A major theme of the military and aerospace (mil/aero) market in 2013 is globalization. Attentions in the U.S. and Europe, where mil/aero budgets are tight, are turning to emerging markets—and two of the strongest growth areas are Asia-Pacific and the Middle East.
The Boeing Company forecasts that airlines in the Middle East will require 2,610 new airplanes, at a total value of $550 billion, over the next 20 years. A majority, or roughly 66 percent, of that number is driven by rapid fleet expansion—airlines adding more commercial aircraft to their fleets to meet demand in the region. The other one-third of that demand, nearly 900 airplanes, are expected to replace current fleets.
Air travel is becoming more diverse geographically, Boeing analysts affirm. “International traffic growth in the Middle East continues to outpace the rest of the world,” according to Randy Tinseth, vice president of marketing for Boeing Commercial Airplanes in Seattle.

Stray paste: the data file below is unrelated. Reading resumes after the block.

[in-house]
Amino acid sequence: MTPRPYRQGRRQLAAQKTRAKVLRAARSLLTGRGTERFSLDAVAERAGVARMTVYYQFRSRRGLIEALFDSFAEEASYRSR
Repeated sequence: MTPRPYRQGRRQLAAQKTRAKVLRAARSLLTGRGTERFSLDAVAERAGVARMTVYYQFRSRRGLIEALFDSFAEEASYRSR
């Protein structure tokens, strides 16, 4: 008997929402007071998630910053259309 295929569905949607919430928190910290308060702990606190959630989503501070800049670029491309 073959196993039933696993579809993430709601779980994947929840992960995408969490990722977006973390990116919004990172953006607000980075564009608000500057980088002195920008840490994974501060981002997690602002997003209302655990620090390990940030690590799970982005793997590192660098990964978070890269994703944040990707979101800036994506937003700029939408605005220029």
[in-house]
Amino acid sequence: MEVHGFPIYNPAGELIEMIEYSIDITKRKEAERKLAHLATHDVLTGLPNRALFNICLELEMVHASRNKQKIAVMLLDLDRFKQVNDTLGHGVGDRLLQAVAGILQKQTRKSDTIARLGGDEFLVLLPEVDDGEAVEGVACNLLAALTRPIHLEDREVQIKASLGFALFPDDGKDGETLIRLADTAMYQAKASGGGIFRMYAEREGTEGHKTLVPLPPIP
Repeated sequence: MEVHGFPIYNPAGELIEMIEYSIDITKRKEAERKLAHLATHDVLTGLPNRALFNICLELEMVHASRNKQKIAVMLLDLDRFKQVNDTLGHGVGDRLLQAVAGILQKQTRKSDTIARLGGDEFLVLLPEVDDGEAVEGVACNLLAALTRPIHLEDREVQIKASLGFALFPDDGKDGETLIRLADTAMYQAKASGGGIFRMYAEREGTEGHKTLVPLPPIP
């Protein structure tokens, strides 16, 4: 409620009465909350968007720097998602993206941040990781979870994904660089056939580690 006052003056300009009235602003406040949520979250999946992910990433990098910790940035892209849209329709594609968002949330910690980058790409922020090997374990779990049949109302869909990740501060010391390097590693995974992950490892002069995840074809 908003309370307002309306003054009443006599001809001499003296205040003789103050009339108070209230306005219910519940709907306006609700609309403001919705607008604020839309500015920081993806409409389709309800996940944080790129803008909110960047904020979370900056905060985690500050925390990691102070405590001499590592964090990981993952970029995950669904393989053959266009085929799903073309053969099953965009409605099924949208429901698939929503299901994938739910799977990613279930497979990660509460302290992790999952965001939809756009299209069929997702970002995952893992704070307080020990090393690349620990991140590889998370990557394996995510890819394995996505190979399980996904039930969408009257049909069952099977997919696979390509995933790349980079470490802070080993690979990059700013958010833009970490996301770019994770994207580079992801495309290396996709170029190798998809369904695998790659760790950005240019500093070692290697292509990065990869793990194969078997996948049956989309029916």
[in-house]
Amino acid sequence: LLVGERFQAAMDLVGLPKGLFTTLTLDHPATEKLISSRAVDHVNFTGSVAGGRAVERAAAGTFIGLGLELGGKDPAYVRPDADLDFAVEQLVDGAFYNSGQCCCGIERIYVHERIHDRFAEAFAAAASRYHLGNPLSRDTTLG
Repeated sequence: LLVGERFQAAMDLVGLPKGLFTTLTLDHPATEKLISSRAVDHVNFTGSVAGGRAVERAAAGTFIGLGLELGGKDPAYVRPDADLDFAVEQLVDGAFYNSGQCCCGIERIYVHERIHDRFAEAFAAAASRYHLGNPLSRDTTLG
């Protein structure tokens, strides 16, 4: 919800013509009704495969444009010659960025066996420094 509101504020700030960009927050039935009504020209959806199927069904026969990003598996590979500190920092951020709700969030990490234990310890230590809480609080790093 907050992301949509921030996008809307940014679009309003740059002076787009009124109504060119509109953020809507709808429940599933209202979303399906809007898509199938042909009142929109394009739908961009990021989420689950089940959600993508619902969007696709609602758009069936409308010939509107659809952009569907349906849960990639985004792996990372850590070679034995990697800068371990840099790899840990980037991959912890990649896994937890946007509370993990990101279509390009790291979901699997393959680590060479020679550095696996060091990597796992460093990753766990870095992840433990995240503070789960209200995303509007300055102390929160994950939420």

“The Gulf region benefits from a unique geographic position that enables one-stop connectivity between Europe, Africa, Asia, and Australasia,” Tinseth explains. “Additionally, over the last decade, we’ve seen a rise in low-cost carriers that have benefitted from a large youthful population, large migrant workforce, and trends toward market liberalization.”
Commercial airliners are just part of the equation, albeit a big part, in the Middle East. The United Arab Emirates (UAE) is also investing in a variety of military vehicles—both ground and air, and manned and unmanned.
This geek has more to report on mil/aero the Middle East and Asia-Pacific. Stay tuned!